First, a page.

The museum itself is a small and simple building. Built in 1972, it was designed to look like the bunker used by the Russian commander, Marshal Zhukov to direct the battle. The exhibits inside the museum, which were updated in 2012, are superbly done, and presented in both German and English. It is a small exhibit in one room with artifacts, videos and displays, but highly educational. Another small viewing room shows a short film documenting the final months leading up to the fall of Berlin. It is visually compelling and extremely informative – do not miss it!
In addition, the museum houses an extensive archive and library of nearly 14,000 media and historical reports. It is available for use by historians, journalists and visitors but registration is required. Thus, for good reason, the Museum Seelow Heights, with its extensive archives, has become an extremely important meeting place and destination for those looking to research, analyze and remember the horrors of the Second World War – especially in light of the 75th anniversary of the Battle of Berlin and the end of the war.
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Museum memorial at Seelow Heights for all fallen soldiers
When you exit the Seelow Heights museum, a path continues up to the Russian memorial located at the top of the hill. There, you are quickly reminded that until the fall of the Berlin Wall in 1989, this site was only a memorial to then-Soviet victors, not to the battle itself or losses inflicted on both sides.
While a part of former East Germany, the memorial was used to commemorate GDR politics and thinking, as well as used as a meeting place for the swearing in of officers of the National People’s Army and for East German military youth groups. In fact, after the fall of the Berlin Wall, much discussion ensued about the building’s exhibits, and many were slowly removed or changed to eliminate any political leanings. Today’s final version of the museum was achieved in 2012.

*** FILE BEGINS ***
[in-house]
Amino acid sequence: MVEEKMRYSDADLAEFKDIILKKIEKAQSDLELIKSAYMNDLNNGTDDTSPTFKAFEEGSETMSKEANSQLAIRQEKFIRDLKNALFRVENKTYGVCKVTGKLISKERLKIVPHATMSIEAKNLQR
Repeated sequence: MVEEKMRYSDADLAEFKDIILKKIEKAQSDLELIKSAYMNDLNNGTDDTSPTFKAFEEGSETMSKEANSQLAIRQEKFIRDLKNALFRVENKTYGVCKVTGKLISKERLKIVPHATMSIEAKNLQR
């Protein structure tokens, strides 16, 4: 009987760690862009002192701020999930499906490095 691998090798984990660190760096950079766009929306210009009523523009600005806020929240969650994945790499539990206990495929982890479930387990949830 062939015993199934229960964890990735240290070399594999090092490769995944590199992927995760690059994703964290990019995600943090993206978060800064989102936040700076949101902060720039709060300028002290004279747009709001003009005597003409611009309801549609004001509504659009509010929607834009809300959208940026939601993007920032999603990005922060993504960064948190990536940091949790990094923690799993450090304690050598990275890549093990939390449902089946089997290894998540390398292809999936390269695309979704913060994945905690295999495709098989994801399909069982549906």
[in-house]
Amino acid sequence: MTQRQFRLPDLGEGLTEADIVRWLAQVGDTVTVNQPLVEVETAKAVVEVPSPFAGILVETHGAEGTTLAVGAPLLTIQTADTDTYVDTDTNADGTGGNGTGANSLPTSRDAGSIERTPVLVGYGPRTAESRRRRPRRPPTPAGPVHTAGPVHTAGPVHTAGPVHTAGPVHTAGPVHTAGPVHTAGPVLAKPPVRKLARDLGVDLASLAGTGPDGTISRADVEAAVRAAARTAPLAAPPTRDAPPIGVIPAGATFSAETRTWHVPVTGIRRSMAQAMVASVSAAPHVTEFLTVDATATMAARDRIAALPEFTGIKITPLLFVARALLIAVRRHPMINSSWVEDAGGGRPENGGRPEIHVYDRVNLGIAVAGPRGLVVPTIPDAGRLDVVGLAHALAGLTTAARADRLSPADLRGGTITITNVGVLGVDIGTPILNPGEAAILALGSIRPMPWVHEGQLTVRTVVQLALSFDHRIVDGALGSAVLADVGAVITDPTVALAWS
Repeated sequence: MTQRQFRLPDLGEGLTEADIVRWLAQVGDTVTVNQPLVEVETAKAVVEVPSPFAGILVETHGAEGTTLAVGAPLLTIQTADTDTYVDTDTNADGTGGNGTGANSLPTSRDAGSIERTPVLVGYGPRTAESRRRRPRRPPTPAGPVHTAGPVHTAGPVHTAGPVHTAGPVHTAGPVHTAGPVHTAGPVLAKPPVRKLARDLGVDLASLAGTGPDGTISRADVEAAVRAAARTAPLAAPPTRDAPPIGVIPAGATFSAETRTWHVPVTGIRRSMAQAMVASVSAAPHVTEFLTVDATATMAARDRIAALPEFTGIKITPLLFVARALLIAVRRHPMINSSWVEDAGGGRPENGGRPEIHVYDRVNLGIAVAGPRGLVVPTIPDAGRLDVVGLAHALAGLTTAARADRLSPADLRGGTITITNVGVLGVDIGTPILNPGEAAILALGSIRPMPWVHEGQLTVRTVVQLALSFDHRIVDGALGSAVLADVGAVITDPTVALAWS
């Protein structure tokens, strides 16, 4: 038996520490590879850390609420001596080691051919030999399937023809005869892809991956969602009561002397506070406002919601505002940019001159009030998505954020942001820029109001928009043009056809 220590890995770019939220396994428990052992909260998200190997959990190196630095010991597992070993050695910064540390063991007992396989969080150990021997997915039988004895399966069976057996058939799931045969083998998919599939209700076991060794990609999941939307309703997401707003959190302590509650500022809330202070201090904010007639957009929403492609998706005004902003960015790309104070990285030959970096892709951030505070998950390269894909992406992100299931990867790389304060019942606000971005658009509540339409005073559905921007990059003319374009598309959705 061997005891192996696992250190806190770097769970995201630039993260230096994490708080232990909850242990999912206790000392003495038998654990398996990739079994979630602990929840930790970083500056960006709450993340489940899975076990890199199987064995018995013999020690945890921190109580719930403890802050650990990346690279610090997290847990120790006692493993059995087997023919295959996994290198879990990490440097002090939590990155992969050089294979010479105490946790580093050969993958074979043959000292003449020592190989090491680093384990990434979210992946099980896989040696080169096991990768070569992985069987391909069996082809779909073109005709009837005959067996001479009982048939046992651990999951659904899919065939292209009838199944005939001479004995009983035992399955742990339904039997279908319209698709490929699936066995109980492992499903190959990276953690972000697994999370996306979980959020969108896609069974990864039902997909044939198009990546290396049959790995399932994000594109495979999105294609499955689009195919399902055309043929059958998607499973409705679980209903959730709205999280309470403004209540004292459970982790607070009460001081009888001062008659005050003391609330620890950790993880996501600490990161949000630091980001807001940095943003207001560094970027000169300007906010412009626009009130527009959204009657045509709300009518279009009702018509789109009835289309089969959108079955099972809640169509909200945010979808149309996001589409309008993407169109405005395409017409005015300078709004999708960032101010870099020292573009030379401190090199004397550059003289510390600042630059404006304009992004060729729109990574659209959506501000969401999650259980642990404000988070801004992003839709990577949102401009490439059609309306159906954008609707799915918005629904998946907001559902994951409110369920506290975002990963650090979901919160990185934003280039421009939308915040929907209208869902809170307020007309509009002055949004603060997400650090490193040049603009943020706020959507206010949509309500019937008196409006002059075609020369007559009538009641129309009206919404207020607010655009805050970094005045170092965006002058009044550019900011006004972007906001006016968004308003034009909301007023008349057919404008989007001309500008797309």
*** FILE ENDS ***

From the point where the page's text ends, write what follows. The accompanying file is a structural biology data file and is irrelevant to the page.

Tours and visits to the Museum Seelow Heights
With so few English-speaking tourists and a location in the countryside, English tours are not a regular part of the program at the time of this writing. Regular tours are in German and last about 90 minutes. Please check on timing since they formerly had been on Sundays only and, we quote, “about 11 a.m.” Currently, the Seelow Heights museum website is not specific about tours and their timing. If booked in advanced, one can arrange English group tours for an additional fee. Also available are lengthy tours of the area and grounds (six hours), also only noted in German, but it never hurts to ask.
The museum is accessible from Berlin by car, bike, train or bus, although a car is the most convenient because of its countryside location, with a drive time depending on traffic of 75 minutes to about two hours. For those seeking public transportation, use this link to find your route and input this address for your destination: 15306 Seelow, Mittelstrasse 10. (Public transportation from Berlin’s main train station will take approximately two hours with two to three changes and a walk of a quarter-mile to just over a half-mile at the destination.)